What does IMBA have to gain from this testimony?

Based on IMBA’s statement emphasizing a “collaborative approach to Wilderness,” many commenters are claiming that IMBA has been bought out or coerced by the Sierra Club, Wilderness Society, and others–speculation has run wild. So I asked IMBA point-blank: “What did you have to gain by submitting this letter?” And, “What would IMBA lose if HR 1349 passes?”

“By submitting testimony IMBA was able to educate the committee on its long-time relationships with federal land agencies and its collaborative strategy for protecting mountain bike access from being lost to new Wilderness,” said IMBA. “It also allowed IMBA to bring attention to the issues it feels present the most opportunity for mountain biking: supporting bicycle-friendly legislation like the Recreation-Not-Red-Tape Act and opposing the inconsistent management of recommended wilderness, which has led to unnecessary trail loss for mountain bikers.

“The problem HR 1349 presents is opportunity cost and diminished return on investment,” IMBA continued. “Land managers with Wilderness in their purview could potentially be bogged down in implementing the necessary lengthy analysis of bicycles on Wilderness trails, which will prevent other mountain bike projects from getting attention and moving forward. That’s why IMBA focuses on opportunities outside of Wilderness: because there’s more opportunity for more trail using fewer resources. It’s a better ROI.”

In short, IMBA is unclear on how HR 1349 would be implemented, and they claim that it will cause a large amount of work for land managers and, by extension, local mountain bike advocates and IMBA itself. What they fail to note is that this large amount of work could result in a large increase in mountain bike access: hundreds or thousands of miles of singletrack could be opened to mountain bikes. While nobody is claiming that the work will be easy, is it not worth the effort? IMBA is clear that they think the “ROI” isn’t worth it.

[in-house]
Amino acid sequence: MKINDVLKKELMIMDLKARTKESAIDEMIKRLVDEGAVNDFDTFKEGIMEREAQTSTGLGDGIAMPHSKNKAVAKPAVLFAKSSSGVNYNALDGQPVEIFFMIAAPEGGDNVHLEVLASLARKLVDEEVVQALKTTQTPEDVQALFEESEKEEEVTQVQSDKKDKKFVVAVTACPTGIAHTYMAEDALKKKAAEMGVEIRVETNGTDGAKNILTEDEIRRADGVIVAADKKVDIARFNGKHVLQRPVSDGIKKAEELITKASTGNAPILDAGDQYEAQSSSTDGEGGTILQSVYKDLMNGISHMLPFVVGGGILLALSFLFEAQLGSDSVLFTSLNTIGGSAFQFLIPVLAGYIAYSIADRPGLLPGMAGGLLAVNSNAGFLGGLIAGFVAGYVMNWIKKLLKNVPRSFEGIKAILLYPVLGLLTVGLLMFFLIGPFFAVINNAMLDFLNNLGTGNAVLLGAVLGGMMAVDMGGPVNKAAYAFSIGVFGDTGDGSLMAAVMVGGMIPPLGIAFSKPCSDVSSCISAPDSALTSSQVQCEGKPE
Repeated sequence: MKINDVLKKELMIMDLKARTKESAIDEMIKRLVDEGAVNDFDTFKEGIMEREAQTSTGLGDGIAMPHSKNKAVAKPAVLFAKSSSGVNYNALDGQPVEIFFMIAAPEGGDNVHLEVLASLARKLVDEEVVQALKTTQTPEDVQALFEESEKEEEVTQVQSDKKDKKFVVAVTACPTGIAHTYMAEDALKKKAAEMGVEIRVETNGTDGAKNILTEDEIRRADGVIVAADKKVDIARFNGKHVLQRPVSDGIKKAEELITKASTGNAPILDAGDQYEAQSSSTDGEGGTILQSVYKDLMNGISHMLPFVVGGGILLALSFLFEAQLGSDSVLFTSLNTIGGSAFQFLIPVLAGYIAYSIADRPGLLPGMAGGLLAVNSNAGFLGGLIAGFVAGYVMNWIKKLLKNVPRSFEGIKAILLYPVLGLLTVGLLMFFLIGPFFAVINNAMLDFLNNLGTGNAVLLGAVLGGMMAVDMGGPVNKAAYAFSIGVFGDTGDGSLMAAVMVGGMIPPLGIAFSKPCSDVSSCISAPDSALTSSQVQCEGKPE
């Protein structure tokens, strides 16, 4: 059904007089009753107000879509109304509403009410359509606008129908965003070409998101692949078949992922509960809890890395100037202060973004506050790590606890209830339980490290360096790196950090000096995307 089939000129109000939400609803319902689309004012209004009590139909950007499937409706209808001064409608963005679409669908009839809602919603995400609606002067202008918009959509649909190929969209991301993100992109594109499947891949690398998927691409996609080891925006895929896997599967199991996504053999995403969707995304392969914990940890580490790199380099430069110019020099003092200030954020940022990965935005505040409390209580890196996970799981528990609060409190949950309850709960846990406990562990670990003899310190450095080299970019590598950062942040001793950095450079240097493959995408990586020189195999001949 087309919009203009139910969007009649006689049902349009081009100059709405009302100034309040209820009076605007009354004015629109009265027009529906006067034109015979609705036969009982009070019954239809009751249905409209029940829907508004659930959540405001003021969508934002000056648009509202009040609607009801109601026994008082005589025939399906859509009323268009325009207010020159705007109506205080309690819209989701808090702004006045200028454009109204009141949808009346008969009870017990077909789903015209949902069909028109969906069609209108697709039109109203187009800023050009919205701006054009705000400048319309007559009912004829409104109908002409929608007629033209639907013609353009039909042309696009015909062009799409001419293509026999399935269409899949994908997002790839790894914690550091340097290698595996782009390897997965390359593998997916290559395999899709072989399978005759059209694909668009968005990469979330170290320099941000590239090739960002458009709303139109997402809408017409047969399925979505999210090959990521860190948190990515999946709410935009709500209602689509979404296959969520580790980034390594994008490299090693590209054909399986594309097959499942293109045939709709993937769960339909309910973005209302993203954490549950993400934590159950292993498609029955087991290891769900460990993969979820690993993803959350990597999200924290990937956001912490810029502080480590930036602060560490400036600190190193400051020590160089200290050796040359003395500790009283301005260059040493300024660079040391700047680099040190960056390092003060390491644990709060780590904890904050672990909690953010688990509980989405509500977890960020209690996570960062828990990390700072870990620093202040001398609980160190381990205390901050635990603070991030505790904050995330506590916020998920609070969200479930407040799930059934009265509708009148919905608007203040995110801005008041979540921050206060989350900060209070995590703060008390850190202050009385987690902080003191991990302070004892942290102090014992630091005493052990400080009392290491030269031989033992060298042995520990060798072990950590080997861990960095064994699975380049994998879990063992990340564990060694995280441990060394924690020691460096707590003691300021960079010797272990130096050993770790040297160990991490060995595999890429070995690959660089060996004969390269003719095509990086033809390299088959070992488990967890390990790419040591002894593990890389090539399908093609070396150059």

A statement from publicland.org attempts to explain what the implementation of HR 1349 would look like, although at times they too fall victim to common logical fallacies in this ongoing debate. Regardless, here’s one crux statement from the post:

“The real point here is this would create a very difficult management situation for the BLM and the USFS and demand a considerable amount of time working with the variety of mountain bike advocates, hiking and horseback riding groups, planning for trails, development of trails, responding to visitor conflicts, and responding to resource impacts that, with limited staff and time, would be quickly sucked up into protracted and controversial planning that would inevitably end up in court.”

One could argue that it’s the job of the BLM and the USFS to do exactly this, and that’s what we’re paying them to do with our tax dollars. Mountain bikers are tax-paying citizens and equal owners of the public land, along with hikers and equestrians, and require equal, science-based consideration for access to singletrack trails. Also, note that the USFS, BLM, and NPS do not actually own the land as Wiens stated above–they manage the land for all tax-paying US citizens.

What does the opposition say about HR 1349?

Will this happen in Wilderness? No. Photo: BLM

While IMBA declined to comment on the record about any potential detrimental effects that HR 1349 could have to the Wilderness act, the organizations that are actively fighting the bill have said plenty. In their response, IMBA appears to be giving credence to many of these claims, but is attempting to stay neutral. As we’ve already noted above and will discuss in more detail below, that neutral position doesn’t appear to be an actual option. So in this analysis, I’ve been forced to turn to the anti-bike forces to see what they have to say.

Here’s a recent article posted on Wilderness.org that includes some arguments against mountain bikes in Wilderness. Such responses continue to be poorly-reasoned, as we’ve outlined here.

One common complaint in light of the drastic reduction in the Bear Ears and Grand Staircase-Escalante National Monuments is that HR 1349 will open Wilderness up to mining and resource extraction. “Do any of you people that are upset about IMBA not supporting HR 1349 know why?” said Kirk Luedtke on our Facebook page (24 reactions). “It not only opened the door to bikes but also motor vehicles which would have eventually lead to things like mining, fracking and even possible development.

“If this bill goes through, it will be very bad for not only the wilderness areas as a whole but also for mountain biking.”

We have yet to see any evidence to substantiate this claim, and IMBA declined to provide any. Ted Stroll and the STC, of course, deny that this will happen in any way. Stroll characterizes the bill as a “modest, cautious reform,” and in response to worries about degradation of the Wilderness Act and opening Wilderness up to resource extraction, attempted to address this in his testimony.

Refinement of HR 1349

Ted Stroll testifies before the House Natural Resources Committee. Photo: Natural Resources on Flickr.